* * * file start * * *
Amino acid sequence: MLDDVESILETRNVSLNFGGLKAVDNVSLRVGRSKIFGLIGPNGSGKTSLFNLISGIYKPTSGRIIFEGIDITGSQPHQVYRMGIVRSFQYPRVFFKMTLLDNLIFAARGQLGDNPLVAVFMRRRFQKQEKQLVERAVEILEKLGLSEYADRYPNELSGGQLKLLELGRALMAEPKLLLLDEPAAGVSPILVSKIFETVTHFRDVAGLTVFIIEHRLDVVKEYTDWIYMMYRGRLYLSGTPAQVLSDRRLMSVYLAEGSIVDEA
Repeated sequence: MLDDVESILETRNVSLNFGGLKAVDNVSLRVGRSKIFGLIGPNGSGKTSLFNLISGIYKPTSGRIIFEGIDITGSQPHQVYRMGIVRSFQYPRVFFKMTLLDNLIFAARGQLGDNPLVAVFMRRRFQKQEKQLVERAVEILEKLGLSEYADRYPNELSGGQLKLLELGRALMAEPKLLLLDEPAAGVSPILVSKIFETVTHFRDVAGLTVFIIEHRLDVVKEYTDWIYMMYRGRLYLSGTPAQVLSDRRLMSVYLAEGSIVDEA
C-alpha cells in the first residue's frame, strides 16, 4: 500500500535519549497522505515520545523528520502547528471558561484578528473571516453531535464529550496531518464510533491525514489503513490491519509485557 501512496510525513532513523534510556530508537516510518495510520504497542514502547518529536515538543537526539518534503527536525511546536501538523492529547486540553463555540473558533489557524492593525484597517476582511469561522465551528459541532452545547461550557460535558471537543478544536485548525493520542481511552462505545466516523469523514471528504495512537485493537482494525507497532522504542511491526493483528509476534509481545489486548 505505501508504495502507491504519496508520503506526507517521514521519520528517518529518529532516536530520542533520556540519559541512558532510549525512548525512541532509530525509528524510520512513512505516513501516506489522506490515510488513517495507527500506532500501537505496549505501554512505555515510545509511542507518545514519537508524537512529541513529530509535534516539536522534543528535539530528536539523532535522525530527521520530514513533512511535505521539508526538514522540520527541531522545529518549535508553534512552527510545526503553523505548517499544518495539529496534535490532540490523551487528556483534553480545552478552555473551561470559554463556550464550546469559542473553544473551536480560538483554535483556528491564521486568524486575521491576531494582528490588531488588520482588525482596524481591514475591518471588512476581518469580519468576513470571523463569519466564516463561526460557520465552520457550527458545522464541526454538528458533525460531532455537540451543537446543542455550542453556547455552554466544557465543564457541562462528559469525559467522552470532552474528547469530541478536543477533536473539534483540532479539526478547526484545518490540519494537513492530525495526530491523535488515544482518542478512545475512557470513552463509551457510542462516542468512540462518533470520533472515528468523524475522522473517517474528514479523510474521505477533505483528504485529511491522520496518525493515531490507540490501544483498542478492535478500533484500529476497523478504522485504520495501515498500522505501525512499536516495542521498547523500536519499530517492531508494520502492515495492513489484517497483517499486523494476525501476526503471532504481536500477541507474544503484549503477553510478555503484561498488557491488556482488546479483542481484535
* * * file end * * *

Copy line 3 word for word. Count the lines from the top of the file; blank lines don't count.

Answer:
C-alpha cells in the first residue's frame, strides 16, 4: 500500500535519549497522505515520545523528520502547528471558561484578528473571516453531535464529550496531518464510533491525514489503513490491519509485557 501512496510525513532513523534510556530508537516510518495510520504497542514502547518529536515538543537526539518534503527536525511546536501538523492529547486540553463555540473558533489557524492593525484597517476582511469561522465551528459541532452545547461550557460535558471537543478544536485548525493520542481511552462505545466516523469523514471528504495512537485493537482494525507497532522504542511491526493483528509476534509481545489486548 505505501508504495502507491504519496508520503506526507517521514521519520528517518529518529532516536530520542533520556540519559541512558532510549525512548525512541532509530525509528524510520512513512505516513501516506489522506490515510488513517495507527500506532500501537505496549505501554512505555515510545509511542507518545514519537508524537512529541513529530509535534516539536522534543528535539530528536539523532535522525530527521520530514513533512511535505521539508526538514522540520527541531522545529518549535508553534512552527510545526503553523505548517499544518495539529496534535490532540490523551487528556483534553480545552478552555473551561470559554463556550464550546469559542473553544473551536480560538483554535483556528491564521486568524486575521491576531494582528490588531488588520482588525482596524481591514475591518471588512476581518469580519468576513470571523463569519466564516463561526460557520465552520457550527458545522464541526454538528458533525460531532455537540451543537446543542455550542453556547455552554466544557465543564457541562462528559469525559467522552470532552474528547469530541478536543477533536473539534483540532479539526478547526484545518490540519494537513492530525495526530491523535488515544482518542478512545475512557470513552463509551457510542462516542468512540462518533470520533472515528468523524475522522473517517474528514479523510474521505477533505483528504485529511491522520496518525493515531490507540490501544483498542478492535478500533484500529476497523478504522485504520495501515498500522505501525512499536516495542521498547523500536519499530517492531508494520502492515495492513489484517497483517499486523494476525501476526503471532504481536500477541507474544503484549503477553510478555503484561498488557491488556482488546479483542481484535